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Trail at Hite Cove

Hite-Cove-Yosemite-Mariposa-
Hite Cove Trail
Hite Cove Trail
Distance: 2-4 miles (3.2-6.4) roundtrip for wildflower viewing, 9 miles (14.5km) to Hite Cove
Elevation: 1,900 ft (580m)
Difficulty: Easy
Time: 2-5 hours
Begin at: Savage's Trading Post on Hwy 140

Hite Cove Trail

The beautiful Merced River along Highway 140, is a popular scenic area. The main (north) fork of the Merced River flows through steep river canyons in the Sierra National Forest and Yosemite National Park. The South Fork flows from high in the Sierras, through Wawona, down to Hite Cove. Being designated as a Wild and Scenic River affords the river extra protections and ensures it stays scenic and beautiful.

Start this hike at Savages Trading Post, on State Highway 140, just past the Ferguson Bridge. You can park along the road side and look for the hiking trail signs. The best time for hiking this trail is March-May when the wildflowers are at their peak. The trail closes in summer due to fire danger and some sections may be inaccessible in winter due to poor trail conditions. The trail is narrow at some parts so be prepared if you are taking small children with you. It is mostly flat but it can be fairly exposed so be sure to take plenty of water and sunscreen. Keep an eye our for ticks, snakes and tiny, red-colored newts. The newts are not a risk, of course, but you certainly don’t want to accidentally step on one of these tiny creatures as they sun themselves along the trail.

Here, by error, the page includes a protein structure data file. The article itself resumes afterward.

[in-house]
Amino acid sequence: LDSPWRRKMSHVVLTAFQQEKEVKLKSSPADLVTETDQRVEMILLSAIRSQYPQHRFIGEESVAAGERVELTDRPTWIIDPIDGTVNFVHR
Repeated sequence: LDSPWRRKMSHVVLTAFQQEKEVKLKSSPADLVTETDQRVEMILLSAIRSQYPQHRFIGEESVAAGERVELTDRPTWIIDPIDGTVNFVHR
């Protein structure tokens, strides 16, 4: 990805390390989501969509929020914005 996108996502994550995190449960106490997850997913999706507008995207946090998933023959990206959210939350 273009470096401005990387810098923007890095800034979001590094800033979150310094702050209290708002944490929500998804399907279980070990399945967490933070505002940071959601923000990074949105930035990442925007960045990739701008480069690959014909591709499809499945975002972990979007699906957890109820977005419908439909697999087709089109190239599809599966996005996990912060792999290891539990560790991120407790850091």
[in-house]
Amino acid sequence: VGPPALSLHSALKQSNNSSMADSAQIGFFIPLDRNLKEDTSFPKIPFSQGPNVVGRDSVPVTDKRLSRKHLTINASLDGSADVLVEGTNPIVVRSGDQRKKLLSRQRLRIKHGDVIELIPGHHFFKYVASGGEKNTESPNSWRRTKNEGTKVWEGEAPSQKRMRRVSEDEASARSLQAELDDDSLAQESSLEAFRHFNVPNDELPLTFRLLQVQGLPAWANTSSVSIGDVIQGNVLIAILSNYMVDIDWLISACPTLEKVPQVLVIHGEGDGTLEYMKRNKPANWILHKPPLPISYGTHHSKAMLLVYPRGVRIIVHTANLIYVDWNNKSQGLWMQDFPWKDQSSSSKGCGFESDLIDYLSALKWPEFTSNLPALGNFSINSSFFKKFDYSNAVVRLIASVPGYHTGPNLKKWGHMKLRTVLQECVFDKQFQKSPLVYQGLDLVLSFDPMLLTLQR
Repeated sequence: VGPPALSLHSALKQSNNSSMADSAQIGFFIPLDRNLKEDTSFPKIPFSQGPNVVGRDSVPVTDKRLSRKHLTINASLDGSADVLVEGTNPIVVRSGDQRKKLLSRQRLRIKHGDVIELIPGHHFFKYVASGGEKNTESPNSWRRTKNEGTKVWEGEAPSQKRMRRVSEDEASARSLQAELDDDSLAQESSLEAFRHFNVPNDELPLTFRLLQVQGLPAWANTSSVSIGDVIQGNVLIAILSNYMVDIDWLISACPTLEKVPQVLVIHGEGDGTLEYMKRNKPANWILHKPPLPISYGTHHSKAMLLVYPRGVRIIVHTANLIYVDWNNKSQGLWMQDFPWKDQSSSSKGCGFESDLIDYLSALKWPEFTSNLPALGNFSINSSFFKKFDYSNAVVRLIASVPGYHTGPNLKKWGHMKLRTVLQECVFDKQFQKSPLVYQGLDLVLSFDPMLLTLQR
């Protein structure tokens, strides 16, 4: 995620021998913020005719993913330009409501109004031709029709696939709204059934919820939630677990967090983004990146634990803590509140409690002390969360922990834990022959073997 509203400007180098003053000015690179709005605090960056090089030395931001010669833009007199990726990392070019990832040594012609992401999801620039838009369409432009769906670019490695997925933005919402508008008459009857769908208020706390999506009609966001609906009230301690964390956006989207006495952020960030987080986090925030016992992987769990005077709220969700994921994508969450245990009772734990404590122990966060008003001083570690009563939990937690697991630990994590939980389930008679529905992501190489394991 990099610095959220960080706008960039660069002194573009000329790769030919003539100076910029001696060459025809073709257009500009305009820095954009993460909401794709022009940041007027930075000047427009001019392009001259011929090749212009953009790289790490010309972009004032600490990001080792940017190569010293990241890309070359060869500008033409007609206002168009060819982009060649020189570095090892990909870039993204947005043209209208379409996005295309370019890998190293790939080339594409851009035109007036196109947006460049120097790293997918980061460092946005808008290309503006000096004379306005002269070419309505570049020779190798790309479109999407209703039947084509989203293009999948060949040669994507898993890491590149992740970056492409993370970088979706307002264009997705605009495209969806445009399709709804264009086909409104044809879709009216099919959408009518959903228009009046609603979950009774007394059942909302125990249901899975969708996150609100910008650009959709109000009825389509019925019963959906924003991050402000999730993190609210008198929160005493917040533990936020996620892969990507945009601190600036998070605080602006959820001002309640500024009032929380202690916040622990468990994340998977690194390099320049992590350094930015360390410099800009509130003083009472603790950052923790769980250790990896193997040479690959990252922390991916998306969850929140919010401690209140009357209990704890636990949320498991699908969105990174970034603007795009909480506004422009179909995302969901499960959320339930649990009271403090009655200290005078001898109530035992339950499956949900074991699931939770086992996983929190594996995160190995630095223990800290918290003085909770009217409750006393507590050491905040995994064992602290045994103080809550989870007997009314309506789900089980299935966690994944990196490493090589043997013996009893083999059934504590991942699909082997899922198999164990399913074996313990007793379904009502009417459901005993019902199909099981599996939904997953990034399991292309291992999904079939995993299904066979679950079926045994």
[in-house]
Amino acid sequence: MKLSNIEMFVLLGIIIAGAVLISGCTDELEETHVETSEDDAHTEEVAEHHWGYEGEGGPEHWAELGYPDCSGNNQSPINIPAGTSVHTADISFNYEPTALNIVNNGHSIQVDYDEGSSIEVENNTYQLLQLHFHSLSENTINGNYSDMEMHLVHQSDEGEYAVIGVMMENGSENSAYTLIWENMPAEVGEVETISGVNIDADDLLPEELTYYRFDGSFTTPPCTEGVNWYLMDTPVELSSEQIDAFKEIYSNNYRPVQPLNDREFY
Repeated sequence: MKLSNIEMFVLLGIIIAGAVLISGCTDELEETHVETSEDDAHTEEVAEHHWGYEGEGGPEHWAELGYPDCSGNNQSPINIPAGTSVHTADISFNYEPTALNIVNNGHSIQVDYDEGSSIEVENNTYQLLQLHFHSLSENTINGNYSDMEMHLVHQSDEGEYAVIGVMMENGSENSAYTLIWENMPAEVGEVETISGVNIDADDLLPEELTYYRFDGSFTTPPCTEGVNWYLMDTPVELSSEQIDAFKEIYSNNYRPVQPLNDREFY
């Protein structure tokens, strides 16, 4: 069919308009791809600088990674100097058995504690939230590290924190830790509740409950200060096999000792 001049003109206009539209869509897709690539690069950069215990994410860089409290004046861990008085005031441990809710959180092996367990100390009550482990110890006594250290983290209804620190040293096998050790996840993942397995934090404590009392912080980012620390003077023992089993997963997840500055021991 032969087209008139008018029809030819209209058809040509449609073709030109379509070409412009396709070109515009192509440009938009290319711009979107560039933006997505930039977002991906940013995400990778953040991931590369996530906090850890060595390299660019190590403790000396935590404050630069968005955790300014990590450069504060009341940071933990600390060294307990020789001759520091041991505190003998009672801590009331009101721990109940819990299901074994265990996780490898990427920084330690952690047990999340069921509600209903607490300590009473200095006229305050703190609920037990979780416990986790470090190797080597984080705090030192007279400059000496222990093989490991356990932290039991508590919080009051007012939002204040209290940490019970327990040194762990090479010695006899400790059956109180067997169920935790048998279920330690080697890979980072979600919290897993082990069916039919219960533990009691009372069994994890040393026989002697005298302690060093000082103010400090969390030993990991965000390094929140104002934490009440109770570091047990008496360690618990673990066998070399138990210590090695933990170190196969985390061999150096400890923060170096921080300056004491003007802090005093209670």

Hite Cove Trail hiking offers spectacular early morning spring wildflower displays. The first 3/4 mile of the trail is private land. This moderate hike is 7.2 miles and ends at the remains of the old Hite Mine. Camping is allowed at Hite Cove, but campfire permits are required.

Hite Cove History
The Ahwahneechees were the first inhabitants of Hite Cove area for more than a thousand years, using the area in winter and spring, and returning to their ancestral land in Yosemite Valley. In the 1850s, the Mariposa Battalion were the first European-Americans to discover the area. John Hite settled in 1862 and owned and operated a gold mine for 17 years. By 1874, the facility had increased from a crude circular stone arrastra pulled by mules to a 20 unit stamp mill to break rock to extract the gold. Historical dollar production of gold removed was valued at $3,000,000.00

Remember that historic and prehistoric artifacts are not to be disturbed or removed.

Note to motorists: Temporary bridges around the Ferguson rock slide on Highway 140 limit vehicle length to 28 feet and cell phone coverage is non existent in the area.

  • Free Parking
  • Square Ft: 0 - 1,000